-Übersetzung von Pfarrer Dr. Axel Schwaigert. (Ich habe mich entschlossen, die Einladung im Plural für eine Gruppe zu übersetzen. Man kann sie aber auch als Einladung an eine/einen Einzelne/n übersetzen und verstehen. Anm. d. Übersetzers)

—————–

 

Einige Gedanken zum Nachdenken. 

 

Wir würden gerne von Euren Erfahrungen hören.   Schließt Euch der Diskussion auf unserer Facebook Seite an oder schickt uns eure privaten Antworten durch die MCC Webseite. …. Diesen Monat interessieren wir uns besonders für die folgenden Fragen.

  •  Ist das offene Abendmahl ein wichtiger Teil Eurer Gottesdiensterfahrung?
  • Erinnert Ihr Euch wie es sich angefühlt hat, zum ersten Mal zur Abendmahlsgemeinschaft in einer MCC eingeladen geworden zu sein?
  • Welche Worte, Formulierungen oder Bilder entstehen in Euren Gedanken, wenn ihr über Eure Erfahrung mit der offenen Einladung nachdenkt?
Ihr könnt uns auch gerne Eure Gedanken über das Glaubensbekenntnis der MCC mitteilen.

Wir wollen von Euch hören!

 

————–

 

Danke, dass Ihr Teil dieses Gedankenaustausches seid. Wir freuen uns darauf, diesen Dialog fortzuführen.

Eure Arbeitsgruppe zum Glaubensbekenntnis der MCC

 

Rev. Dr. Candace R. ShultisRev. Dr. Candace R. Shultis ist die Vorsitzende Arbeitsgruppe zum Glaubensbekenntnis der MCC und Senior Pastor an King of Peace MCC in St. Petersburg, Florida (USA).

 

Bryce E. Rich

Bryce E. Rich ist ein Mitglied der Arbeitsgruppe zum Glaubensbekenntnis der MCC und der Vorsitzende des Theologie Team der MCC.

 

————–

 

werden sie fan ouf facebook

 

Bestellt den Newsletter der Arbeitsgruppe

 

Schicke eine private Nachricht an die Arbeitsgruppe.

 

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MCC Announces Global Prayer Services and Actions Against Discrimination http://mccchurch.org/mcc-announces-global-prayer-services-and-actions-against-discrimination/ http://mccchurch.org/mcc-announces-global-prayer-services-and-actions-against-discrimination/#comments Wed, 20 May 2015 18:08:03 +0000 http://mccchurch.org/?p=8737 Metropolitan Community Church launches Gilead Sabbaths after International Day Against Homophobia,Transphobia, and Biphobia (IDAHOTB) to help projects around the globe!

 

Leaders of Metropolitan Community Churches (MCC) announced the launch of a communion-wide effort to hold prayer services in local churches between today and the end of June to support global outreach to LGBTQ people living in hostile countries.

 

With this launch, MCC marked IDAHOTB, the International Day Against Homophobia, Transphobia, and Biphobia, and began observing the Religious Institute‘s call for congregations nationwide to observe a Gilead Sabbath.

 

The Gilead Sabbath initiative works to end the violence and persecution faced by lesbian, gay, bisexual, transgender, and queer (LGBTQ) people around the world by identifying worthy projects and asking congregations to take up an offering for one of these projects. This includes MCC’s Global Justice Institute.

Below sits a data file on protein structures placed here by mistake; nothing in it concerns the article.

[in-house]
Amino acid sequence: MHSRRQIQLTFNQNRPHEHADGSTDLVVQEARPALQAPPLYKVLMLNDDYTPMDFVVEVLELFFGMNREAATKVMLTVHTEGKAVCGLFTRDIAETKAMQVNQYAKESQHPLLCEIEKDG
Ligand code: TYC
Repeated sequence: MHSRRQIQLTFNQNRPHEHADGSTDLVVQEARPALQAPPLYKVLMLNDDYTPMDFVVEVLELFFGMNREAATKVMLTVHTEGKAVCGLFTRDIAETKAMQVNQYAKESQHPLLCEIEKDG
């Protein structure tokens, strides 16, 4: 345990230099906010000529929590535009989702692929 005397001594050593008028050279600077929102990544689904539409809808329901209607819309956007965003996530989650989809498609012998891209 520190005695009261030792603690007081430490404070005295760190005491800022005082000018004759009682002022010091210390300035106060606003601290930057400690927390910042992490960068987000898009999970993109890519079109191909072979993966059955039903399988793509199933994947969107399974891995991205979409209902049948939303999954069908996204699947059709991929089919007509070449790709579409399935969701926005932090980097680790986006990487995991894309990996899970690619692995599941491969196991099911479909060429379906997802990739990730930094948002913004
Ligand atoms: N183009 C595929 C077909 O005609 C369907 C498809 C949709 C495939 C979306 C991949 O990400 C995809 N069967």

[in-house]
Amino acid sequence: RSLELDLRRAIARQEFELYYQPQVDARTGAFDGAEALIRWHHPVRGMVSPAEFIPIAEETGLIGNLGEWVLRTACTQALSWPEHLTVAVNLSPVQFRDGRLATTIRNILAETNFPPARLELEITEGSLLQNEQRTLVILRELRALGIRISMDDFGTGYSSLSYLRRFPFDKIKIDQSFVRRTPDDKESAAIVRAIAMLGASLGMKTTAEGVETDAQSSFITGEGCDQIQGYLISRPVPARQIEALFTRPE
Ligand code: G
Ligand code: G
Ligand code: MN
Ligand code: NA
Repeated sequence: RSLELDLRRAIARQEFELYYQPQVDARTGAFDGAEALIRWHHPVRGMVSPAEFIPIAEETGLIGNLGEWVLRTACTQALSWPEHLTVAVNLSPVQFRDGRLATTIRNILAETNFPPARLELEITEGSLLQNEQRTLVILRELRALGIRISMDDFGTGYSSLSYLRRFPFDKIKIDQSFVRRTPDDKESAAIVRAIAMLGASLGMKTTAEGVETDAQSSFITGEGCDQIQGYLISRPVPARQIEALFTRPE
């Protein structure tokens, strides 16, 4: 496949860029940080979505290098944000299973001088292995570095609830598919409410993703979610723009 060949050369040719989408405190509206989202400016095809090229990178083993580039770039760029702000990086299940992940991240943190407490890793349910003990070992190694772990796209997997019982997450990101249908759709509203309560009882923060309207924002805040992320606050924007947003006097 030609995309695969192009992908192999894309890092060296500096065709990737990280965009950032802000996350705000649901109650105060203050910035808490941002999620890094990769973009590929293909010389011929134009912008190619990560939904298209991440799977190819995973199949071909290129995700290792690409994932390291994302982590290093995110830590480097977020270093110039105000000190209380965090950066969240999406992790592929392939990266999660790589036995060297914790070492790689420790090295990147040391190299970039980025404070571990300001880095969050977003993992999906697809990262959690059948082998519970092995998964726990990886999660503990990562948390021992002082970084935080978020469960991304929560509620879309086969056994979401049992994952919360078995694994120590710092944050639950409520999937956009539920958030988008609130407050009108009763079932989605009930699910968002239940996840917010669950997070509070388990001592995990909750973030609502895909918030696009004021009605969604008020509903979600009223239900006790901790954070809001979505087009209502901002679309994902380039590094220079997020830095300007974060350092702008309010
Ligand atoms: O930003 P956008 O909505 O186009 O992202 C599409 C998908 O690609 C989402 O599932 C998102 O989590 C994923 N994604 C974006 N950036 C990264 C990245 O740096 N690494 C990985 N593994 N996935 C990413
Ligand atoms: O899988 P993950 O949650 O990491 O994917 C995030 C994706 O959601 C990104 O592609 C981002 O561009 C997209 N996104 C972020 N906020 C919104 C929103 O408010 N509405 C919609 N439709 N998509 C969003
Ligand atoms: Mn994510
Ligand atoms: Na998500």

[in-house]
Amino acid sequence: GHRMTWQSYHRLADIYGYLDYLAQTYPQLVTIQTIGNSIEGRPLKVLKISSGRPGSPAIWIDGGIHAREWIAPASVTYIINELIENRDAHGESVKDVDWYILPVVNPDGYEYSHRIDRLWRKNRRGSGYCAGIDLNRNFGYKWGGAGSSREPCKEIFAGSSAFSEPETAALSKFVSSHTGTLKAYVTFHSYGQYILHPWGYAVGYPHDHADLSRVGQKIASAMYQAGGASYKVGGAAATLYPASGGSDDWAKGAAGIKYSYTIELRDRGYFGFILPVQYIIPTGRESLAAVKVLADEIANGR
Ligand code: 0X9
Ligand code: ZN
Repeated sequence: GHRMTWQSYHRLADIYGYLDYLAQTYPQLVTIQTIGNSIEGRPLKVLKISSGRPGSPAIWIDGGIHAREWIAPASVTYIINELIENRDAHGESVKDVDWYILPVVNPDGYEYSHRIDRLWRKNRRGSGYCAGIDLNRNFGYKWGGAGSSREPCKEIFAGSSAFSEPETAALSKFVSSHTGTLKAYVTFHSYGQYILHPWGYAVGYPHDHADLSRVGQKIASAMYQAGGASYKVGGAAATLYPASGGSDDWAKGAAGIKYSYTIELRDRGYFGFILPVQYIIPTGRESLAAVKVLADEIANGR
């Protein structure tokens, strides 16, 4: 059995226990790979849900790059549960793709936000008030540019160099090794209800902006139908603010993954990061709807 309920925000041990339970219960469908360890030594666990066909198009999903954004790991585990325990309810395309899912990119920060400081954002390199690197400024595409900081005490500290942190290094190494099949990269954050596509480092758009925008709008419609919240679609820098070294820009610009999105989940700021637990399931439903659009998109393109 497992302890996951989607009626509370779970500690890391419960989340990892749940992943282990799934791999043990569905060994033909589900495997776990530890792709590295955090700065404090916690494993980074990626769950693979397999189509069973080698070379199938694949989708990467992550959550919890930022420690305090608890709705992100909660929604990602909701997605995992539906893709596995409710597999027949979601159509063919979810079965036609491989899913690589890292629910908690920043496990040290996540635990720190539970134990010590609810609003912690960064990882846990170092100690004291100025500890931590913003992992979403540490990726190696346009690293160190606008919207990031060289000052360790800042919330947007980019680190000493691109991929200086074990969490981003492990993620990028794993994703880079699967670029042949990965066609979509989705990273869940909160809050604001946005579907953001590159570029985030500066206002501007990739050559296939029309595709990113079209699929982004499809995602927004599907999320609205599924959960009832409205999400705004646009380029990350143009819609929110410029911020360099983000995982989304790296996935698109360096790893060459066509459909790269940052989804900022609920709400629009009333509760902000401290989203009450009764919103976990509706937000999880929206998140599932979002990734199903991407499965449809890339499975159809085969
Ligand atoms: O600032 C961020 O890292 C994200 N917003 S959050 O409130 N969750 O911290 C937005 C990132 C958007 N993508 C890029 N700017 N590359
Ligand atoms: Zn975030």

MCC Hartford

MCC Hartford (Connecticut, USA) observed the first MCC Gilead Sabbath with Marie Alford-Harkey, deputy director of the Religious Institute (5th from left), and their pastor Rev. Aaron Miller (rainbow stole).

“MCC Hartford joined faith congregations across the country in hosting a Gilead Sabbath,” said Rev. Aaron Miller. “LGBTQI folk are ‘fearfully and wonderfully made’ and deeply and unconditionally loved by God. At MCC Hartford, we bow in prayer and then stand together for justice. Not just this day of observance, but every day.”

 

“Easter offerings at many MCC churches went to support the Global Justice Institute. We are so honored that Gilead Sabbath is featuring the Global Justice Institute among so many international groups. This service will give more MCC churches, and churches from all denominations, a chance to support MCC’s work with LGBTQ people around the world,” said the Rev. Dr. Nancy Wilson, global moderator of MCC. “These are challenging times, and the Global Justice Institute is committed to work for the dignity of all our brothers and sisters.”

 

“In many places around the world, MCC is known as ‘The Human Rights Church,'” said the Rev. Elder Pat Bumgardner, executive director of the Global Justice Institute. “IDAHOTB and local church participation in the Gilead Sabbath will move our support of global outreach to a new level.  Right now, we have partners in Eastern Europe where LGBTQ people are being assaulted at Pride marches and in Uganda and Kenya where Christians too often spew hatred in the name of Jesus. These are just a few of the many countries where MCC is working with partners on the ground to bring a word of hope.”

 

Rev. Elder Pat Bumgardner, executive director of the Global Justice Institute, celebrating at MCC New York where she is the senior pastor.

Rev. Elder Pat Bumgardner, executive director of the Global Justice Institute, celebrating at MCC New York where she is the senior pastor.

Marie Alford-Harkey, deputy director of the Religious Institute, said, “We are thrilled to be partnering with MCC. As a leading denomination in the LGBTQ faith world, MCC can mobilize people of faith across the globe. As MCC pastors plan a Gilead Sabbath for global LGBTQ justice, the Religious Institute will be available by phone or email to offer worship resources or information.”

 

The Gilead Sabbath Initiative works with congregations as they host worship services to pray for LGBTQ people facing hostility. Offerings are taken and sent to specific programs, such as MCC’s Global Justice Institute.

 

The Religious Institute can be reached at (203) 222-0055 or by email at alford-harkey@religiousinstitute.org.

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Report of MCC Journey in Cuba http://mccchurch.org/report-of-mcc-journey-in-cuba/ http://mccchurch.org/report-of-mcc-journey-in-cuba/#comments Tue, 19 May 2015 17:08:19 +0000 http://mccchurch.org/?p=8709
  • INTRODUCTION

  •